Another interesting case is provided by the recent movie “Eye in the Sky,” when a colonel (Helen Mirren) asks one of her soldiers to recalculate the likelihood that a child within a missile’s likely kill-zone will die as a consequence of the strike. Her higher-ups in the kill-chain have informed her that unless she can get the likelihood of the child’s death close to 50 percent, she cannot order the strike. She stands over her soldier until he massages his computer into giving him something close to the statistics she wants, although everyone in that command center knows that nothing has really changed for that child on the ground. After the strike, she warns the distraught statistician that he will file his report with the statistics needed for launching the missile.
This distraught statistician is now in the notoriously awkward position of the whistle-blower: Should he break the chain of command and tell the truth in his report — “I was ordered to massage the statistics so that we could order the strike” — or should he do what he was told? Again, the fact that drone strikes provide us with much more time and information for moral reflection than older forms of warfare raises the ethical stakes. If the colonel knew that there was robust protection for whistle-blowers in the case of drone strikes, she would probably not have ordered her soldier to massage the statistics or file what he knows to be a fudged report. Because the use of “kill lists” in particular and drone strikes in general are highly controversial, it may be morally appropriate to enhance the protections for whistle-blowers involved in this kind of warfare. Carefully protected whistle-blowing might be the best way to provide the possibility of transparency in what is necessarily a practice conducted in secrecy.
The culture of the military does not encourage whistle-blowing, and indeed sometimes whistle-blowing is morally blameworthy. Depending on the particular military circumstances, it may even count as treason. Blowing the whistle is always a last resort, in part because it is a clear violation of loyalty, which most of us consider a moral virtue.
Loyalty, however, is one of the most important but also the most degenerate of virtues, what we might call an ambivalent virtue. We want our soldiers to be loyal soldiers, and we applaud their loyalty to the military and our country, but we don’t applaud the same attitude of unquestioning loyalty when we see it displayed by terrorists or others committed to unworthy or immoral causes.
What standard should we use to evaluate the loyalties of military personnel who object to military actions that may violate the Constitution? This is the case of some drone operators who object to striking American citizens abroad. But even that narrow scope may be degenerate and possibly morally repugnant. After all, it depends on in-group/out-group evaluations (your life matters if you are in the group of American citizens, but not if you are out of that group) rather than a general regard for innocent human life or, in some cases, basic human rights.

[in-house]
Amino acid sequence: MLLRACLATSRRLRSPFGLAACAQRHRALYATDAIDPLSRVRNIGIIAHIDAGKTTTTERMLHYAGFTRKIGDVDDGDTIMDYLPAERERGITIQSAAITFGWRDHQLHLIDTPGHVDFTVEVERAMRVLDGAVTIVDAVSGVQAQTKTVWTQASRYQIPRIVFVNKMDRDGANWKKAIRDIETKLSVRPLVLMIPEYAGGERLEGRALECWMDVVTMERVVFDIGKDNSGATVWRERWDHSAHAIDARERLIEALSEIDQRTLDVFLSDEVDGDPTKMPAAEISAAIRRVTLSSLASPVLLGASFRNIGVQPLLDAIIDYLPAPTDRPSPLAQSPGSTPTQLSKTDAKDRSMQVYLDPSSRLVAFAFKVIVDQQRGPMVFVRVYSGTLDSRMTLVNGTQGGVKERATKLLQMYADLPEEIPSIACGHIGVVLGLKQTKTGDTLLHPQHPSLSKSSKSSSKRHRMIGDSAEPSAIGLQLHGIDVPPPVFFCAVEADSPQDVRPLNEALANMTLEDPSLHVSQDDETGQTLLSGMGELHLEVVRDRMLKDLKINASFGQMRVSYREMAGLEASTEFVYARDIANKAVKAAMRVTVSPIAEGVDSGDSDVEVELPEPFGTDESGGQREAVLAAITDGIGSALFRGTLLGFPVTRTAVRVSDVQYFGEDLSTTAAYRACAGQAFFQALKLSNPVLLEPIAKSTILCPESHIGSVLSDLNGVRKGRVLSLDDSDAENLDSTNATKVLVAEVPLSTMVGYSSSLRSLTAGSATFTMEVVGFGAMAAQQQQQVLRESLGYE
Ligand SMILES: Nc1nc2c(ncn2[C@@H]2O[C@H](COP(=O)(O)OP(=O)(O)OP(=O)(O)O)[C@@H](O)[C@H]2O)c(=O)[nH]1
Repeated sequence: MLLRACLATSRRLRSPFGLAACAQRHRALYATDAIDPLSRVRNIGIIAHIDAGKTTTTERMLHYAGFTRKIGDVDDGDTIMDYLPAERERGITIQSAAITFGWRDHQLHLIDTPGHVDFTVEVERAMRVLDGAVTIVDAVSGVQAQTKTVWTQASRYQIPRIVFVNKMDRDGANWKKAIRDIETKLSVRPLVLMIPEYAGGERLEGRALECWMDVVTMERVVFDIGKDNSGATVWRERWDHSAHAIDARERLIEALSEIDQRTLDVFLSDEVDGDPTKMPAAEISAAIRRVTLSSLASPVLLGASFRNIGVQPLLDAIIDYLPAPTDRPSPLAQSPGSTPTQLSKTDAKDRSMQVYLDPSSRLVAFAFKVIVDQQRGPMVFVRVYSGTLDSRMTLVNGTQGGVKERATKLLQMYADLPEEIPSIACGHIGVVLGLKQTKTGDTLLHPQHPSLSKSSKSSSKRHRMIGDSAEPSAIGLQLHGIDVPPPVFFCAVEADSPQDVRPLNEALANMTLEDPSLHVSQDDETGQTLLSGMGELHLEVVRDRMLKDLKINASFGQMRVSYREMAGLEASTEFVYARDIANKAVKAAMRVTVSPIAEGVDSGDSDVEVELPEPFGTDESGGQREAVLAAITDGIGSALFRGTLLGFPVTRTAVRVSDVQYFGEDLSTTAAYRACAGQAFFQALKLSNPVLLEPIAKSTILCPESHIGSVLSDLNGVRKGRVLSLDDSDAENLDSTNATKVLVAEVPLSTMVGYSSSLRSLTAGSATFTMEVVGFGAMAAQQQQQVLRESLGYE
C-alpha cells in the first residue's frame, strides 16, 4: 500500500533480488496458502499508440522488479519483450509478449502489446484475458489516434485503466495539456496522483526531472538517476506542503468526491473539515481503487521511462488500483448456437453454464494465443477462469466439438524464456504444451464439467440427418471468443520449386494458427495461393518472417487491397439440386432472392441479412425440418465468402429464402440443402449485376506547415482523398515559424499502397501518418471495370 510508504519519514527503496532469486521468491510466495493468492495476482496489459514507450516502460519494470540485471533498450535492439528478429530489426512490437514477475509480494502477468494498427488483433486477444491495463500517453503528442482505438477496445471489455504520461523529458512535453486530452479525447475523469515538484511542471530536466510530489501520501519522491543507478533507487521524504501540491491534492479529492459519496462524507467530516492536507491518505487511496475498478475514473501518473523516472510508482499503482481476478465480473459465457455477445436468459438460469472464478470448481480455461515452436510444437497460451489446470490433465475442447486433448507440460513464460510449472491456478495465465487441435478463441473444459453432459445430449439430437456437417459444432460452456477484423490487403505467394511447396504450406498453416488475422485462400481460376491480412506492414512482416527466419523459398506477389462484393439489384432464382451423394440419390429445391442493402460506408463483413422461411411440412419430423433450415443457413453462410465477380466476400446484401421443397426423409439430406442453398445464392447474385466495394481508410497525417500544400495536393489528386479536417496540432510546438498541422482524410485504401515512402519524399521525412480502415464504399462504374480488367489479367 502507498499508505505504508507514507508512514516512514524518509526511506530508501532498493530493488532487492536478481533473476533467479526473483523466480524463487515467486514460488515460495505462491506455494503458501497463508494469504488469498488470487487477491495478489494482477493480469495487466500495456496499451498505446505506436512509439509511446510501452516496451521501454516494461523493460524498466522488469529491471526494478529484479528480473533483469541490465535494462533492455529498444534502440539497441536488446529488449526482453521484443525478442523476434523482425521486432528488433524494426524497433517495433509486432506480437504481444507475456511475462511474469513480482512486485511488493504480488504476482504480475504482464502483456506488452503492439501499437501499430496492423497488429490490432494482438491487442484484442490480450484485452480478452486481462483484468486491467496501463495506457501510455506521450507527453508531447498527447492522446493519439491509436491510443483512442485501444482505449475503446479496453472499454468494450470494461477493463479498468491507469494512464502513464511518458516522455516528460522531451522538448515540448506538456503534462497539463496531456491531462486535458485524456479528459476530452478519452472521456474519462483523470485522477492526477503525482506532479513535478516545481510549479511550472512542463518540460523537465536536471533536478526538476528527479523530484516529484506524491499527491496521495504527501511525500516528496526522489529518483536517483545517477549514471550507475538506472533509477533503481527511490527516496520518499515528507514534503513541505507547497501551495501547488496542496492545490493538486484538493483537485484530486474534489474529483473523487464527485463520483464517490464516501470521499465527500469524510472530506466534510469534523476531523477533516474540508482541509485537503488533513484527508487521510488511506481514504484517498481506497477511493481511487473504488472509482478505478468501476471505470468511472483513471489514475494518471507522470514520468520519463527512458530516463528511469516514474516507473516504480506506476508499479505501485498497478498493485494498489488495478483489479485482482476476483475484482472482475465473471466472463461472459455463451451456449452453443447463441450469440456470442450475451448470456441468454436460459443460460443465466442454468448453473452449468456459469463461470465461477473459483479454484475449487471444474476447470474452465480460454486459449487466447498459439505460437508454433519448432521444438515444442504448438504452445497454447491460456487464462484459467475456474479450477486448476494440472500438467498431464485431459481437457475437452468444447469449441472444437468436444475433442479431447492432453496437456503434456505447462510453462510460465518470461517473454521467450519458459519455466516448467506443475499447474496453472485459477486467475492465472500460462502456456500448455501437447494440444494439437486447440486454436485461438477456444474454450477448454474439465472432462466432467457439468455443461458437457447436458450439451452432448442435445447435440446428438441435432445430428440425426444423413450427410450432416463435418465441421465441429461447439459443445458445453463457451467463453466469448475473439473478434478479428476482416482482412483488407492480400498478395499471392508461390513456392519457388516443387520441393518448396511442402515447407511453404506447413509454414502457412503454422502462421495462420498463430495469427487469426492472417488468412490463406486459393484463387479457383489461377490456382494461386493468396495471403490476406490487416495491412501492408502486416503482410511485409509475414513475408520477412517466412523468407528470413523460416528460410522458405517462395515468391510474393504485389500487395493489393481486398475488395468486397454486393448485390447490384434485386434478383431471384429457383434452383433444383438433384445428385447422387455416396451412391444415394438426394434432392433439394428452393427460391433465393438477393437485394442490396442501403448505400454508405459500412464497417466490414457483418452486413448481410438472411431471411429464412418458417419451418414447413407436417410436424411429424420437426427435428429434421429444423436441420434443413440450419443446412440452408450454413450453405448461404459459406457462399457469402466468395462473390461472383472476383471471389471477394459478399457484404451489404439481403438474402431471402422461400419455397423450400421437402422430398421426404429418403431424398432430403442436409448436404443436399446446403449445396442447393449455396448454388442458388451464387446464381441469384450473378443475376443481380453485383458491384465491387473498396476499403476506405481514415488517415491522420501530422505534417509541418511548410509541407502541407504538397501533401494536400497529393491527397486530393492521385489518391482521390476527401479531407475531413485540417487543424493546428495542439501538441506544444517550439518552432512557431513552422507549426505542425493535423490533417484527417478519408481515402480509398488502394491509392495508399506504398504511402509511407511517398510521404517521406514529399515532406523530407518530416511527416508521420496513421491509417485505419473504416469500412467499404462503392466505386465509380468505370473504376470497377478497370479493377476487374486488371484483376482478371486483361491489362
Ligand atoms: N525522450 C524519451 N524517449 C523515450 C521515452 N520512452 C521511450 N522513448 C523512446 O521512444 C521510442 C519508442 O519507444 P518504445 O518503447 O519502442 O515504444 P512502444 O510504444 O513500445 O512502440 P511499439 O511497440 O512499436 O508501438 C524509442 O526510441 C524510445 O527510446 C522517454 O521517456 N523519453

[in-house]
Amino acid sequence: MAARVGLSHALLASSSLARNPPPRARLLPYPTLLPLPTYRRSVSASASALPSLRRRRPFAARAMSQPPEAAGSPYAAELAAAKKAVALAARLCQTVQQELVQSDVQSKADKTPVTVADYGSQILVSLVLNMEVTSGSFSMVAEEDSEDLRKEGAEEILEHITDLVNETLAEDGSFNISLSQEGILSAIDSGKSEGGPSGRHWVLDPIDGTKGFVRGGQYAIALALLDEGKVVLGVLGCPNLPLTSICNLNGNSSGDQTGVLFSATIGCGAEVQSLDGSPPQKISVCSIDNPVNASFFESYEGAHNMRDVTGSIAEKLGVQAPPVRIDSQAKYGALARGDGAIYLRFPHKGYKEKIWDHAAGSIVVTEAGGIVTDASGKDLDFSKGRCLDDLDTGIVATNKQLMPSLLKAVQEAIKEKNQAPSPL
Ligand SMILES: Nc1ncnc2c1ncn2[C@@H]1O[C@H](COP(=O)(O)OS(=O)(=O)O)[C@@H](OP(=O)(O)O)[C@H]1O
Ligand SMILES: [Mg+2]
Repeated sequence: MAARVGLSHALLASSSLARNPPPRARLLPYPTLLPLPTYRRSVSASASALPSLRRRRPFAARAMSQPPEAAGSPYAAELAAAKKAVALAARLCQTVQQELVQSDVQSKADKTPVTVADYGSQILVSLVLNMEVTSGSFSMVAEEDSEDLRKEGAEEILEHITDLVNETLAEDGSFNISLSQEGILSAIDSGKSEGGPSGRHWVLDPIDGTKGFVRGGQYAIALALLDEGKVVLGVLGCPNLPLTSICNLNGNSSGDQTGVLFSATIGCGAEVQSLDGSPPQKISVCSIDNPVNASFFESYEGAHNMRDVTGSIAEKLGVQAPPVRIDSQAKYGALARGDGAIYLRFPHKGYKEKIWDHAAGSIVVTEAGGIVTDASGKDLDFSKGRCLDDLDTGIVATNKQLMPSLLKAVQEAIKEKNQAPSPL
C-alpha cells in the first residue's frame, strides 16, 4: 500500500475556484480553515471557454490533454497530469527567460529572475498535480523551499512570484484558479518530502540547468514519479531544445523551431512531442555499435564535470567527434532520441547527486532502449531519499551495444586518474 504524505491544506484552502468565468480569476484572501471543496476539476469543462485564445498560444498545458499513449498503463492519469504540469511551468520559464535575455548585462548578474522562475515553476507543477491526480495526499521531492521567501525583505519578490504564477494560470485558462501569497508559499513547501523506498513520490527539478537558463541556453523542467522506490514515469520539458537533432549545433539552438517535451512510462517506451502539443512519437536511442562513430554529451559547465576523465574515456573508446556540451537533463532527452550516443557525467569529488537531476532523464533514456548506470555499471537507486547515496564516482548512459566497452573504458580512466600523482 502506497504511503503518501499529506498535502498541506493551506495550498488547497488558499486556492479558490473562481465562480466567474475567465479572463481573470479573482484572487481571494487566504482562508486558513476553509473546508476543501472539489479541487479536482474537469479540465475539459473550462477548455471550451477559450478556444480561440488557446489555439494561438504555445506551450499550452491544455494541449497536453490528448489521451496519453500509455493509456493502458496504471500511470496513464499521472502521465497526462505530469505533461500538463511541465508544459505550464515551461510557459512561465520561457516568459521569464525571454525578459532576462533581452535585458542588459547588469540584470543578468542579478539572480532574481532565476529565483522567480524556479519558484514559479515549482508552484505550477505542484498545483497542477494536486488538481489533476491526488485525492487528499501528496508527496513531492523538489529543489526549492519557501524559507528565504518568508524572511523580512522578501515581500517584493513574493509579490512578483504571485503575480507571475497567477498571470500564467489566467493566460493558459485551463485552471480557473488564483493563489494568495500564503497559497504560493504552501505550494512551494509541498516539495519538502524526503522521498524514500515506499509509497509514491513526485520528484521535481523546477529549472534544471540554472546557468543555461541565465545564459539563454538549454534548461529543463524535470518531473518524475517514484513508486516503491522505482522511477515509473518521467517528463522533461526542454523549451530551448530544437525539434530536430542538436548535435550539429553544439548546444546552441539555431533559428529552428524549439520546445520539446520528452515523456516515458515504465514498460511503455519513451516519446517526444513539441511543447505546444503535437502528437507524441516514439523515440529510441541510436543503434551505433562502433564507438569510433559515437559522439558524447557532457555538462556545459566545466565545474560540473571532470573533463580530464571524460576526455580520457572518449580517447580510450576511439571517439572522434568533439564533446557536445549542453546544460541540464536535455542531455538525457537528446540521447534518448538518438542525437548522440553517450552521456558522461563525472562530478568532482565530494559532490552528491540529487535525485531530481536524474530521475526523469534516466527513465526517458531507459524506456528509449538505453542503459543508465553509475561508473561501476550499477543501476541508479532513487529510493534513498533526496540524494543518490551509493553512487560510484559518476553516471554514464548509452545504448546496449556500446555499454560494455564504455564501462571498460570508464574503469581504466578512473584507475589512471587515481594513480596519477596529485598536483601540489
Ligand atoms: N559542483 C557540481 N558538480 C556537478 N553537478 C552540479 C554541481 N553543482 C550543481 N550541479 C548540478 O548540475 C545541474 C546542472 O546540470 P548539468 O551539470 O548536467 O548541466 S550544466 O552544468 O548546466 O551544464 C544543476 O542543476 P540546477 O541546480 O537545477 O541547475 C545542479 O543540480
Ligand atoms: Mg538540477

As the presidential campaign heats up, it’s important to note the disturbing disjoint between first-person testimonials of soldiers and the political rhetoric that is often used to gloss over the damage that drone warfare has already done to local populations abroad. Hillary Clinton, for example, in marked contrast to the October open letter, spoke to the Guardian in 2014 about collateral damage in drone strikes: “The numbers about potential civilian casualties I take with a somewhat big grain of salt,” the presumptive Democratic nominee remarked, “because there has been other studies which have proven there not to have been the number of civilian casualties. But also in comparison to what?”
It appears that some of the men and women carrying out the missions that Clinton referenced could not, in good conscience, take on their duties with the same “big grain of salt,” and their concerns could not be set aside by appealing to the false dichotomy of drone warfare and traditional warfare. Drone warfare increases our opportunities for moral deliberation, and thus, for doing the right thing, even when all of the options seem undesirable. But it also brings with it the burden of all moral deliberation: asking tough questions that have no easy answers.
John Kaag is an associate professor of philosophy at the University of Massachusetts Lowell. Clancy Martin is a professor of philosophy in the University Missouri Kansas City’s College of Arts and Sciences and a professor of business ethics at the Bloch School of Management.